DW: Right. And you and I were talking about these topics before and one of the things that came up was how much time do you need to spend in order to do these sorts of things and are there technologies or are there sorts of media that would make more sense and I mentioned Facebook as an example earlier. But Facebook is useful because many people have experience with it in their personal lives and so if you start to use it from a professional perspective, then it can give you the opportunity of not having to learn a new technology and use something that you might already be familiar with.

PB: A lot of law firms have developed a Facebook page for their law firm, whether they’re solos or whether they’re large firms and I just want to mention one of the potential dangers here is client confidentiality. And of course, it’s been said a number of times, it’s never a great idea to friend your clients because everyone can see, for instance, who your friends are.

DW: Exactly. It can make it very tricky and I think the issue that even though it makes it more comfortable for you to use Facebook, if you know it from your personal life, you have to realise that there… it can be difficult to manage a distinction between your personal Facebook and your professional Facebook experience.

PB: Right. One of the other things that people are considering using, or that a lot of lawyers do use, is blogging. Maybe you could just, sort of, outline what a blog is or what blogging is.

DW: Blogging is a longer form of writing online. It’s a little bit like an article. A little bit less formal of a method of writing, it will include links, often, to other sources of information on the web. It might be an opinion piece or it might just be a tip or a practical piece of information but it tends to be something that is very much geared to the author’s own interests or the author’s own audience.

PB: And so there’s a lot of people out there doing personal blogs about maybe what they’ve done that day or what restaurants they’ve eaten in. But, presumably, the idea for a lawyer would be to make it more like a newsletter covering some of the types of work they do, or articles that might be of interest to clients, things like that.

DW: Right, and it’s a great opportunity, I think, to take information that you’re finding or you’re coming across, or things that matter to you and sharing that with a potential audience. And the best blogs that are out there engage people who visit the posts by asking them to leave comments and to contribute, essentially having an asynchronous conversation with you, so that once you’ve posted your article or your blog post, people can then interact with that blog post and leave information that you might then also want to follow up and look into.

PB: And that sort of opens up another can of worms. But another thing that enables other people to do besides sending in comments which you might not have appreciated or expected, they can also copy links to your blog and disseminate it in places you might never have dreamt of.

DW: That’s right, yes. Blogging can be really useful. It is probably the most time consuming of the social media tools that you could use but if it is done well and if it’s done on something that you have a lot of passion about, it can actually become a relatively easy thing to do. And if you’re posting a blog post every week or every other week and your audience is continuing to respond to that amount of time, or that number of posts in a particular time period, then that’s a great way for you to interact with those people.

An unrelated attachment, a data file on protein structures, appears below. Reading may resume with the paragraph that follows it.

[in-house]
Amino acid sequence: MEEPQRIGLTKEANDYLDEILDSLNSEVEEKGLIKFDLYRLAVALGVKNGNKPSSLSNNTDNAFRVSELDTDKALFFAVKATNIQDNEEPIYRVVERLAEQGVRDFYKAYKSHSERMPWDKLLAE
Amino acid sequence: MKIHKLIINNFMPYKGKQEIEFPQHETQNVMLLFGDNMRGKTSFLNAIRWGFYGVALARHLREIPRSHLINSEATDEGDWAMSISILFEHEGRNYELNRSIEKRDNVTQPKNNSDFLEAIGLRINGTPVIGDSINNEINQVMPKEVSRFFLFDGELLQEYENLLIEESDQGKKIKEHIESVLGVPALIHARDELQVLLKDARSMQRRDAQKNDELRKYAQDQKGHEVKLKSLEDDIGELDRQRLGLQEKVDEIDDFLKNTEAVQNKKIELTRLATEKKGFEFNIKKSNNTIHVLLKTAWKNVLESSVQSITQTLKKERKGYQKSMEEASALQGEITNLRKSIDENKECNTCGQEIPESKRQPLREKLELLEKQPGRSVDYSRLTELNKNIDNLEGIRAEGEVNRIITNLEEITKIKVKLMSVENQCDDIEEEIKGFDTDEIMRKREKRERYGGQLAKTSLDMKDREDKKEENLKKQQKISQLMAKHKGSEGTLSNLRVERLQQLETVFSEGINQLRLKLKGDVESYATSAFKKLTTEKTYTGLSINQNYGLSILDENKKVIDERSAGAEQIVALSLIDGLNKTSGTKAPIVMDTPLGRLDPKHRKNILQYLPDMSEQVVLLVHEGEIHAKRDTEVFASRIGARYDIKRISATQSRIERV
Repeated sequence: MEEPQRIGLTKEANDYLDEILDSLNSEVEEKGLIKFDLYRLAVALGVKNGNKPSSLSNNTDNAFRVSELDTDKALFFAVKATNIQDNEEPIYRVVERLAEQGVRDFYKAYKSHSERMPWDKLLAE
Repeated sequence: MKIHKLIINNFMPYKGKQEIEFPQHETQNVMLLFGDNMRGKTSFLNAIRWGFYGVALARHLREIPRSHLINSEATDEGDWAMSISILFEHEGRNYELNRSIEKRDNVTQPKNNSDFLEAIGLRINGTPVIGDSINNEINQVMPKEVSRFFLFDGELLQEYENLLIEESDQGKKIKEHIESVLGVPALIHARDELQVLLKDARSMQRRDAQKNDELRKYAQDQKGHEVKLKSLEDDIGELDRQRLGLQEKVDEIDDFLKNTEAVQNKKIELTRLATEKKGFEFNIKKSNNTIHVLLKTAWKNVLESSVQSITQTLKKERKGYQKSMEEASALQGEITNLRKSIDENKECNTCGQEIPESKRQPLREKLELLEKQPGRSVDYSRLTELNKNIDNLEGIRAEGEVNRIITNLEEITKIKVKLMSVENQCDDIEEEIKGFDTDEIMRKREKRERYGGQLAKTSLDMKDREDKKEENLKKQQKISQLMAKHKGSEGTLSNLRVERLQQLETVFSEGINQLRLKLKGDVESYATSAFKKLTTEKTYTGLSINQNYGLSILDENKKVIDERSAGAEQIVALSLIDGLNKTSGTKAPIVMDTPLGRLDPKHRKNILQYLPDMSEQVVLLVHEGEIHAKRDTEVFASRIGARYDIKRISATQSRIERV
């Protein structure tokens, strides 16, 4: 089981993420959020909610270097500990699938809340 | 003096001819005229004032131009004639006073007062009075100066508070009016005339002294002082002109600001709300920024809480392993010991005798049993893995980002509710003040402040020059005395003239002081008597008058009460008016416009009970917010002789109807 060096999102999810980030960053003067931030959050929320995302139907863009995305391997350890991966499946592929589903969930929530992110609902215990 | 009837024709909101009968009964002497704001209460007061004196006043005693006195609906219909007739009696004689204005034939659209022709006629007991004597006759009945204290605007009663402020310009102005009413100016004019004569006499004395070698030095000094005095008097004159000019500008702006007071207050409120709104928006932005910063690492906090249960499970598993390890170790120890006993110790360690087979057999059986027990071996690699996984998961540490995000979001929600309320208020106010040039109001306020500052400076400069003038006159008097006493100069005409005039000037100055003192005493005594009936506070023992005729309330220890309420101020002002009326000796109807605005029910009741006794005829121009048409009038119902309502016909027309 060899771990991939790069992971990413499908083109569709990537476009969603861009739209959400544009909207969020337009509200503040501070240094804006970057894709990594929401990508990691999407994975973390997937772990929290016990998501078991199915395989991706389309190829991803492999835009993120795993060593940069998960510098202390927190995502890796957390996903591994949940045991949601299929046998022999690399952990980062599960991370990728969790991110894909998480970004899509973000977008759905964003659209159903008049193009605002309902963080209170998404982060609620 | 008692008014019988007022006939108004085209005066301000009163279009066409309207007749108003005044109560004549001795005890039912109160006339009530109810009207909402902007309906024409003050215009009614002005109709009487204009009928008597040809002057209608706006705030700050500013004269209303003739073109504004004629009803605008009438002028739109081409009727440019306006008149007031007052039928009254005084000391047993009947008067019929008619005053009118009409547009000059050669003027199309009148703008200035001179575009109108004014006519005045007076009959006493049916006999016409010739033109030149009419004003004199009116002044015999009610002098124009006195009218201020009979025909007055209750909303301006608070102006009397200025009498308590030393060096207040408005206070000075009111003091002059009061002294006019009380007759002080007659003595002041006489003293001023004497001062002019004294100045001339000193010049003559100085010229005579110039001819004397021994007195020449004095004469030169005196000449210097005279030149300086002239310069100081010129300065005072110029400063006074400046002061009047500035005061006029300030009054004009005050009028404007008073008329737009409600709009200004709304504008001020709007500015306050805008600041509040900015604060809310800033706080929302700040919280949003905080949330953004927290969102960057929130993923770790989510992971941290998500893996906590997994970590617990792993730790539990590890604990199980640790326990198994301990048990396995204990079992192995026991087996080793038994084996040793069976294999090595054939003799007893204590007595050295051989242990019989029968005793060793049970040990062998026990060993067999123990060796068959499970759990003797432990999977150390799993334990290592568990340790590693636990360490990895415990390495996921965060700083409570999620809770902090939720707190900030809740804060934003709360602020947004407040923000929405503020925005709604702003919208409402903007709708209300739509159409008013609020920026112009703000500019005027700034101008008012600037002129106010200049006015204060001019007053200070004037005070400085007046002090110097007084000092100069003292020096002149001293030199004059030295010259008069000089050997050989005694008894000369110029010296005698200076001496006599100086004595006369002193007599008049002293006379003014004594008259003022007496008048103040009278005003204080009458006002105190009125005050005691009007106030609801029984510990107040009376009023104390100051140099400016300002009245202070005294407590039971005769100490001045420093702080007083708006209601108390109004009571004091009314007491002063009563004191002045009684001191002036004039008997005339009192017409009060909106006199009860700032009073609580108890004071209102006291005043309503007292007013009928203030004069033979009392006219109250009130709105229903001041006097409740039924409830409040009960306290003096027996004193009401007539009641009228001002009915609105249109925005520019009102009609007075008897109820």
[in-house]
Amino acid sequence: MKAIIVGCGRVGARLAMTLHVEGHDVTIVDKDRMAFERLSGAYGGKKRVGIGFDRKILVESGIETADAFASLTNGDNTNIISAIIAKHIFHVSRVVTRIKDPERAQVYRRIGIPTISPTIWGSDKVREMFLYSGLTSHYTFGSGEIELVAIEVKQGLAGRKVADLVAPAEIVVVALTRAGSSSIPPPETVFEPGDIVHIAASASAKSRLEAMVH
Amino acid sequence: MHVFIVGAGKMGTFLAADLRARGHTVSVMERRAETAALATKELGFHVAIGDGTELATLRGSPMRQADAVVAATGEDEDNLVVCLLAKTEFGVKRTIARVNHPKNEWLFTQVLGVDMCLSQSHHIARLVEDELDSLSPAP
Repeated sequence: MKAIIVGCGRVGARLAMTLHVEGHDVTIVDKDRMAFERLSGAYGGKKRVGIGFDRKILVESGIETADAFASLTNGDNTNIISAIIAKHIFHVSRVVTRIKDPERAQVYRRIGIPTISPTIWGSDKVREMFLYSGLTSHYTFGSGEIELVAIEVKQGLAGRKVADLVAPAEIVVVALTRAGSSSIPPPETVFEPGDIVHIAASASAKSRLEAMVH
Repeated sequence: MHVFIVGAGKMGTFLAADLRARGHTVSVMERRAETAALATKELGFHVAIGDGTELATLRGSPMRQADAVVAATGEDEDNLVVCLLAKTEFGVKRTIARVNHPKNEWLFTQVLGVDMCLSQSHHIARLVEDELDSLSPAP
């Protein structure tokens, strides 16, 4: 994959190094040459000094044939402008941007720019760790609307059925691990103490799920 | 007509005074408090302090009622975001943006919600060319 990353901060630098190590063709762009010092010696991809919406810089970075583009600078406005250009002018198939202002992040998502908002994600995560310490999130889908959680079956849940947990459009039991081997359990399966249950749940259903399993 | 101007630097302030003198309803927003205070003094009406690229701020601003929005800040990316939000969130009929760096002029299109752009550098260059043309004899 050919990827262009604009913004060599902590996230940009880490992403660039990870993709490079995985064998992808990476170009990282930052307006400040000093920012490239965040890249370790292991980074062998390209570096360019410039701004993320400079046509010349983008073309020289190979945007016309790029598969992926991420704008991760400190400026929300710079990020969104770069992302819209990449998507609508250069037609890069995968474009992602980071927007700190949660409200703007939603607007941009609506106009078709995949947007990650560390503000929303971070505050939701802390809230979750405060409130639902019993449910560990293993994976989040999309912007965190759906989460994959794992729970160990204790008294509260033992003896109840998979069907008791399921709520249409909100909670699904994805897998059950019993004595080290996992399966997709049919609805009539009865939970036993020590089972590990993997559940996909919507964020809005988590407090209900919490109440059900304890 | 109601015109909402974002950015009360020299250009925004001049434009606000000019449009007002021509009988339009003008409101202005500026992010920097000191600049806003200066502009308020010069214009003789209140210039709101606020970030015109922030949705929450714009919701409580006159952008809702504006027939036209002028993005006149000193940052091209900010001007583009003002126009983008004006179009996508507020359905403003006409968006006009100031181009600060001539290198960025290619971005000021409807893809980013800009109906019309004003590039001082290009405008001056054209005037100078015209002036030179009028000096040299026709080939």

PB: And of course you can gather statistics if you use Wordpress or Blogger or one of those other services. You can also gather statistics on how many people visit, what time of day they visit your site, that sort of thing.

DW: Right. The benefit of using a blog for that sort of promotion or as a replacement for your newsletter is not only do you get rid of the cost of mailing out a newsletter to people you know, you start to reach people you had no idea would be interested in the topic you’re writing about or perhaps even in your services.

PB: And I guess a couple of things to note here for lawyers and paralegals would be, first of all, things posted on the internet are forever, and the other thing being, you know, you would have to be careful not to present any legal advice and maybe have a proviso on your blog that these are only your opinions and so on.

DW: Now, what do you think about Twitter, Phil?

PB: I like Twitter, I use it a lot. Twitter is a micro-blogging service, or it’s been referred to that way. It’s all the words you can get out there in 140 characters. So you can cover various topics and I know a lot of lawyers, in Toronto at least, are using Twitter to mention that they might be at a particular court house doing a bail hearing, or there might be a case mentioned in the newspaper involving one of their court appearances or clients. It’s getting very popular amongst lawyers, probably because you can say a lot in a very short number of characters.

DW: It’s a great example, I think, of how lawyers need to make decisions about how they want to interact, because Twitter is a very fast-paced information tool, it’s great if you are sending out messages to people, to an audience that you know you are going to reach. But because Twitter is a fast-paced environment, and people send out links, you can send out a link to your blog, for example, and a Twitter message so people can then link back to your blog post, but the life of that link is very short, and a survey that was done recently said that the life of that link is about three hours. So, if someone isn’t already listening in or monitoring your Twitter messages, they may miss a link that you send out. So, if you’re trying to promote yourself in a way that’s a little bit longer term, Facebook or a blog or a LinkedIn profile or you doing professional networking might be a better option.